Day 9, Friday. Puerto Viejo.
I'm so glad mom said she wanted to go here!! At first I was worried, remembering how much students associate it with weed, but she said she WANTED to go experience the culture, so I just swallowed my opinion for once and agreed, figuring she can't blame me if marijuana is part of the Rasta way of life.
I think she had a great time, too. It started with tasty sweet panqueques and croissants and continued to be great. We initially went to the beach, a beautiful, long black sand one that I missed the first time here (don't know how, it was like attached to the rusty boat beach I DID see!). About 10 minutes in, though, or less, it started to rain. We washed all the gallons of sand off ourselves into the shower drains, woops, and went back out shopping. We were at this, admiring, being indecisive, buying, buying, buying, the usual, until two or so in the afternoon. Then we went back up to the beach for another 10-15 minute bout riding the great waves. Though Mom kept giving her usual schpeel "Don't go too far out," "Oh, no, Rebecca, come here, the surfer will get you," in the end, walking back, she said that it had been a lot of fun. And it had. Driven off by the rain, there hadn't been enought time to get bored nor burnt. It was great.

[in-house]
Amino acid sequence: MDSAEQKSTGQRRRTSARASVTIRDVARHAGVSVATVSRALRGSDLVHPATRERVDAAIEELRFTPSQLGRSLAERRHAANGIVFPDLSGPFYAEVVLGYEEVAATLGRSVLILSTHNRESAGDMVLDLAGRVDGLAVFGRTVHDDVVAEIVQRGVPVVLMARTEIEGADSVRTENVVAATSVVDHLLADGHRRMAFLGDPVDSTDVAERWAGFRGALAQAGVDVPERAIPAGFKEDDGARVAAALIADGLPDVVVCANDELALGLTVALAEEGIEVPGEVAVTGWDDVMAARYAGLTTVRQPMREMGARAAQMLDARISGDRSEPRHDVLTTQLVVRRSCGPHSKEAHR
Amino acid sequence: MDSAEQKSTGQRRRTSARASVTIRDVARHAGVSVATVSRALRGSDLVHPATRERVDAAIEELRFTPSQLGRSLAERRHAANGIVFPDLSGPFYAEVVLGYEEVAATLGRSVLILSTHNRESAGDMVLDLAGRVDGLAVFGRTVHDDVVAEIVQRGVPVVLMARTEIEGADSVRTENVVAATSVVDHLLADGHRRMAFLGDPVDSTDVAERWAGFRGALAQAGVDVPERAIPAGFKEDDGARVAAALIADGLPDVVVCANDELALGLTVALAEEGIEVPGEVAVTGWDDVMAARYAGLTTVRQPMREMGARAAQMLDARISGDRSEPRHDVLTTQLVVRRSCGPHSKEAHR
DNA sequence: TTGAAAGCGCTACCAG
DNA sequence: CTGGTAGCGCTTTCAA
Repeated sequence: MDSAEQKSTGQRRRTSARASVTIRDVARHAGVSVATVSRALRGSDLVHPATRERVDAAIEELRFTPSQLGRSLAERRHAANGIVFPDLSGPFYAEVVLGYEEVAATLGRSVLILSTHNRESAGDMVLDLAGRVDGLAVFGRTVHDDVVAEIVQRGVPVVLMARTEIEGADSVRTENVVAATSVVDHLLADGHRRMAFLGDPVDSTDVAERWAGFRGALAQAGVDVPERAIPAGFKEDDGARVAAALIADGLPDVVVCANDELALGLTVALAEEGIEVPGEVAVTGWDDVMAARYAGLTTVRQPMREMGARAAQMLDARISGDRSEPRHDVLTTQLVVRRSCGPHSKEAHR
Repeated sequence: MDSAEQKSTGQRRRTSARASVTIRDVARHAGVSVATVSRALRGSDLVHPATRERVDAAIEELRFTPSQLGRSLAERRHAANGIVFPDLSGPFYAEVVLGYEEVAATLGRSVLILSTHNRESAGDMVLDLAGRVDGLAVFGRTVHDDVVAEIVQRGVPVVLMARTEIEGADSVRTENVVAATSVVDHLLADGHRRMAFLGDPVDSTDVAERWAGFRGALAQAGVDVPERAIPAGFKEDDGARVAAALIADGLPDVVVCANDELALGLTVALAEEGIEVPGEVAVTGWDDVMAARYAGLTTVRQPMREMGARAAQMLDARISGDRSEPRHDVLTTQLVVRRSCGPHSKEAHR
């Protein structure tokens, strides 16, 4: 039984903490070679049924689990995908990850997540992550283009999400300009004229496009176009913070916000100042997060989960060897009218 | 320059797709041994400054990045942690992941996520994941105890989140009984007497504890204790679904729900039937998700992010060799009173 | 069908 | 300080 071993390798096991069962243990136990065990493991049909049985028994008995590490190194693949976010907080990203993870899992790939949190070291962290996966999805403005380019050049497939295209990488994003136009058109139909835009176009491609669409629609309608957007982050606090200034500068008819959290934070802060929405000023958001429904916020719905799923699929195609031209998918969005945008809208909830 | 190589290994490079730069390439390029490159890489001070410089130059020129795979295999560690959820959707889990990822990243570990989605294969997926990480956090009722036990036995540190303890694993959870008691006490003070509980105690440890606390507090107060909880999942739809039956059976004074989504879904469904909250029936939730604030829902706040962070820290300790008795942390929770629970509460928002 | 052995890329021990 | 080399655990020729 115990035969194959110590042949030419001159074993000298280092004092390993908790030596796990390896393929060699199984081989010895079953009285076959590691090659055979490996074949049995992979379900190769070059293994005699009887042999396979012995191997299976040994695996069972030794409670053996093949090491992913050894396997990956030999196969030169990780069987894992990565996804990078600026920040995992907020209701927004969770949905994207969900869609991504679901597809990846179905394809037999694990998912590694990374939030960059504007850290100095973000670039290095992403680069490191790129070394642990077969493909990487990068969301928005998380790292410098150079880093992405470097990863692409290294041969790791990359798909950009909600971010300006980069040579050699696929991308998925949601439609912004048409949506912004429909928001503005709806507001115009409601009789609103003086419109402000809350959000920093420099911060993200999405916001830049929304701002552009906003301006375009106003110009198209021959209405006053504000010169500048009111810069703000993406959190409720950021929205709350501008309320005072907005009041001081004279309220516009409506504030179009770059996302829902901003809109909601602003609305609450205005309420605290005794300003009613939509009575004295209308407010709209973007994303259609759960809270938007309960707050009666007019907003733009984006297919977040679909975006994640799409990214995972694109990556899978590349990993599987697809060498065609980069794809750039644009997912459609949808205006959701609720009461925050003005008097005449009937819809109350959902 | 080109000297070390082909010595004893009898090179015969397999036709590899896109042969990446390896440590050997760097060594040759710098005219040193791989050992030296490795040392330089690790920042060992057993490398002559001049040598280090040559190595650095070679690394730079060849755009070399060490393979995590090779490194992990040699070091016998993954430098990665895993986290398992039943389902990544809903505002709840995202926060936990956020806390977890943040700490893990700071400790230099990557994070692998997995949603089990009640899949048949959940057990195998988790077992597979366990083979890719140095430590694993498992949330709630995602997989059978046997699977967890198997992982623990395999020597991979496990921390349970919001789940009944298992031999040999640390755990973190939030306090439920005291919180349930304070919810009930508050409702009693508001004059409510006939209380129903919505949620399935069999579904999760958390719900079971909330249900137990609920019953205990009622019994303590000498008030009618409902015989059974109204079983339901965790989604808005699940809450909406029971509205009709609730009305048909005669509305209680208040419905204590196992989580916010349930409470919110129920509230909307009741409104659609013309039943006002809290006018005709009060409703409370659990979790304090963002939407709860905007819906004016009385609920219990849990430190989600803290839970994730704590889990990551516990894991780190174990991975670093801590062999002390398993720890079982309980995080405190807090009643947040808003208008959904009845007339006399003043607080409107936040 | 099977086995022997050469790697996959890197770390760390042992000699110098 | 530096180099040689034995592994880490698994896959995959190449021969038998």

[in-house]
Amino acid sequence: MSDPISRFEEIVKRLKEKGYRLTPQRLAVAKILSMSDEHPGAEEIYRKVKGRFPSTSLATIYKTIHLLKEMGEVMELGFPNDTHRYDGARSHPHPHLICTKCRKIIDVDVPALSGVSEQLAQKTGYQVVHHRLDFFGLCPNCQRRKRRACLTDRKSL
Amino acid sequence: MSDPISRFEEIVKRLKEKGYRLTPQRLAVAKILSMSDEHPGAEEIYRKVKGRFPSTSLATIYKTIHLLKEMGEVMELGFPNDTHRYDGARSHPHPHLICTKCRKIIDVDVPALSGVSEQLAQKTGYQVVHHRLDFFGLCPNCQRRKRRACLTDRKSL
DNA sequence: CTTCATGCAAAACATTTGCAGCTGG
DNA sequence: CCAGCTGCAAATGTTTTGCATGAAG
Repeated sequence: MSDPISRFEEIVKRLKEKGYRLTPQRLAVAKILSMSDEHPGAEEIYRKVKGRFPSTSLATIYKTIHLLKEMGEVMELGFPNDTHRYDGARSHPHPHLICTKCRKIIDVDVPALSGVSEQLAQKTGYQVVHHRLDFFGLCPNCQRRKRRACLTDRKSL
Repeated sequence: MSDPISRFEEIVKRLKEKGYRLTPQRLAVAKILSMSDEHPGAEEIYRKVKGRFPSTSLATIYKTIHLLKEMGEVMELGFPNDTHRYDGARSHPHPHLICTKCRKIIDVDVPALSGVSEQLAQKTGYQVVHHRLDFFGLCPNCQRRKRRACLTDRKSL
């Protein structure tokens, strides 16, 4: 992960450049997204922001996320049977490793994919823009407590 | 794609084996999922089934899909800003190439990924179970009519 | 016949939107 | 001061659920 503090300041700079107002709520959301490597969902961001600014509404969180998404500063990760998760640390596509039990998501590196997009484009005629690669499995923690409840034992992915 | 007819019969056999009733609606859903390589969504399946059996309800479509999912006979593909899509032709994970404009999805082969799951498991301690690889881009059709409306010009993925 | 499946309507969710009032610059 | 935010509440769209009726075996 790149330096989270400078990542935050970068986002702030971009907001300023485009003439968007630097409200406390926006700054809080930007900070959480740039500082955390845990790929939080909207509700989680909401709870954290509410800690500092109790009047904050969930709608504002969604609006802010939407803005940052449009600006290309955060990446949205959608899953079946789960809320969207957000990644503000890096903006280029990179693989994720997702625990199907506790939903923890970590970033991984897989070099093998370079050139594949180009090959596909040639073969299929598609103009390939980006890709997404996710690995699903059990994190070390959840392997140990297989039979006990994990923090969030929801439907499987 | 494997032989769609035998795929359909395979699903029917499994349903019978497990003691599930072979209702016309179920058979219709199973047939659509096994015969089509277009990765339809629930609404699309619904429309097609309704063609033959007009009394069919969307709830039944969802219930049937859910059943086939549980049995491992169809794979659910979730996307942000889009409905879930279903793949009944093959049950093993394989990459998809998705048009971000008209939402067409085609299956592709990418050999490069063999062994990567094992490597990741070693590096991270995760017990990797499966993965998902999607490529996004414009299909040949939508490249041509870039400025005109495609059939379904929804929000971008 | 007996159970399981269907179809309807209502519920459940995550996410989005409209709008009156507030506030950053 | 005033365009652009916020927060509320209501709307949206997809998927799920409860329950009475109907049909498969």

From here we bought a few more things and went to dinner, laughing at the bikers riding while carrying umbrellas. All we really did the rest of hte night was look at the giant yellowish-white frabs, look for ice cream, and retire from the rain to review our photos. But itw as a good day. Super to have a full one here.

JULY FOURTH, Day 10, Saturday.
Definitely didn't realize the date until I wrote that. But it was a good day anyway. For the most part travelling with my mom was WONDERFUL (save a few bickers). We had an uncomfortable but uneventful fiiiiiinal trip in a Costa Rican bus back from Puerto Viejo from 7:30 am to 11:45 or so.
Then we arrived at our fabulously fancy Hotel Europa right by downtown. We stayed on teh third floor in a huge carpeted room that had a phone and lamp and a desk and a TV and armchairs and airconditioning at two full beds and a giant mirror and a great clean bathroom with warm water that came out with a discernable spray and EVERYTHING!!! And breakfast in the fancy restaurant where they had Karaoke at night. And it was all only $55 a night! I was in my first elevator in at LEAST 4.5 months this day. Twice!